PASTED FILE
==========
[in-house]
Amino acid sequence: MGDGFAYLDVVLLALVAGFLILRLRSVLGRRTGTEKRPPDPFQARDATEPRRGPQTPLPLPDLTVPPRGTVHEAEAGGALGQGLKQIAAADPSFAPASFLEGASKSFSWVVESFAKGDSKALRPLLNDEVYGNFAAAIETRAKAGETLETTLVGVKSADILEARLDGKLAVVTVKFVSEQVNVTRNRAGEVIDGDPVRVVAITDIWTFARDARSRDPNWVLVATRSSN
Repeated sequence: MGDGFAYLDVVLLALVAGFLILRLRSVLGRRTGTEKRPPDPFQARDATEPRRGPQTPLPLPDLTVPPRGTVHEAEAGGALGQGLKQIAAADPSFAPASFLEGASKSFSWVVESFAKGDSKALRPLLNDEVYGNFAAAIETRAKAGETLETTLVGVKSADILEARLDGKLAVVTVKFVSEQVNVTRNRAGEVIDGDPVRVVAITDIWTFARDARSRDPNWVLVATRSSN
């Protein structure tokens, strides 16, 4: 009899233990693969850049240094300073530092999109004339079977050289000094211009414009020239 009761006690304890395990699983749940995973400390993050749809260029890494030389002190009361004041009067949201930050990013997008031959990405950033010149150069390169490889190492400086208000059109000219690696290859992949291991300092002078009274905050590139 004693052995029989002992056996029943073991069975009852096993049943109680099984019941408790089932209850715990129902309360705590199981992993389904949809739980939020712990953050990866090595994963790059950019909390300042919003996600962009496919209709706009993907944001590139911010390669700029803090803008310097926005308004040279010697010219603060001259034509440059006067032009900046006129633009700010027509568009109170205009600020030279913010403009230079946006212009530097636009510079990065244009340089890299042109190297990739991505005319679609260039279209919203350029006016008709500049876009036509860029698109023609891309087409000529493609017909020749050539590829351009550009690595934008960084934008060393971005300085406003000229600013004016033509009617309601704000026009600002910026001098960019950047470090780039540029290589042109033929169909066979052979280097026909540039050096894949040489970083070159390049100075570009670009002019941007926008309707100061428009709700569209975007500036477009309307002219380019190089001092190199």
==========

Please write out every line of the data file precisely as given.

[in-house]
Amino acid sequence: MGDGFAYLDVVLLALVAGFLILRLRSVLGRRTGTEKRPPDPFQARDATEPRRGPQTPLPLPDLTVPPRGTVHEAEAGGALGQGLKQIAAADPSFAPASFLEGASKSFSWVVESFAKGDSKALRPLLNDEVYGNFAAAIETRAKAGETLETTLVGVKSADILEARLDGKLAVVTVKFVSEQVNVTRNRAGEVIDGDPVRVVAITDIWTFARDARSRDPNWVLVATRSSN
Repeated sequence: MGDGFAYLDVVLLALVAGFLILRLRSVLGRRTGTEKRPPDPFQARDATEPRRGPQTPLPLPDLTVPPRGTVHEAEAGGALGQGLKQIAAADPSFAPASFLEGASKSFSWVVESFAKGDSKALRPLLNDEVYGNFAAAIETRAKAGETLETTLVGVKSADILEARLDGKLAVVTVKFVSEQVNVTRNRAGEVIDGDPVRVVAITDIWTFARDARSRDPNWVLVATRSSN
């Protein structure tokens, strides 16, 4: 009899233990693969850049240094300073530092999109004339079977050289000094211009414009020239 009761006690304890395990699983749940995973400390993050749809260029890494030389002190009361004041009067949201930050990013997008031959990405950033010149150069390169490889190492400086208000059109000219690696290859992949291991300092002078009274905050590139 004693052995029989002992056996029943073991069975009852096993049943109680099984019941408790089932209850715990129902309360705590199981992993389904949809739980939020712990953050990866090595994963790059950019909390300042919003996600962009496919209709706009993907944001590139911010390669700029803090803008310097926005308004040279010697010219603060001259034509440059006067032009900046006129633009700010027509568009109170205009600020030279913010403009230079946006212009530097636009510079990065244009340089890299042109190297990739991505005319679609260039279209919203350029006016008709500049876009036509860029698109023609891309087409000529493609017909020749050539590829351009550009690595934008960084934008060393971005300085406003000229600013004016033509009617309601704000026009600002910026001098960019950047470090780039540029290589042109033929169909066979052979280097026909540039050096894949040489970083070159390049100075570009670009002019941007926008309707100061428009709700569209975007500036477009309307002219380019190089001092190199």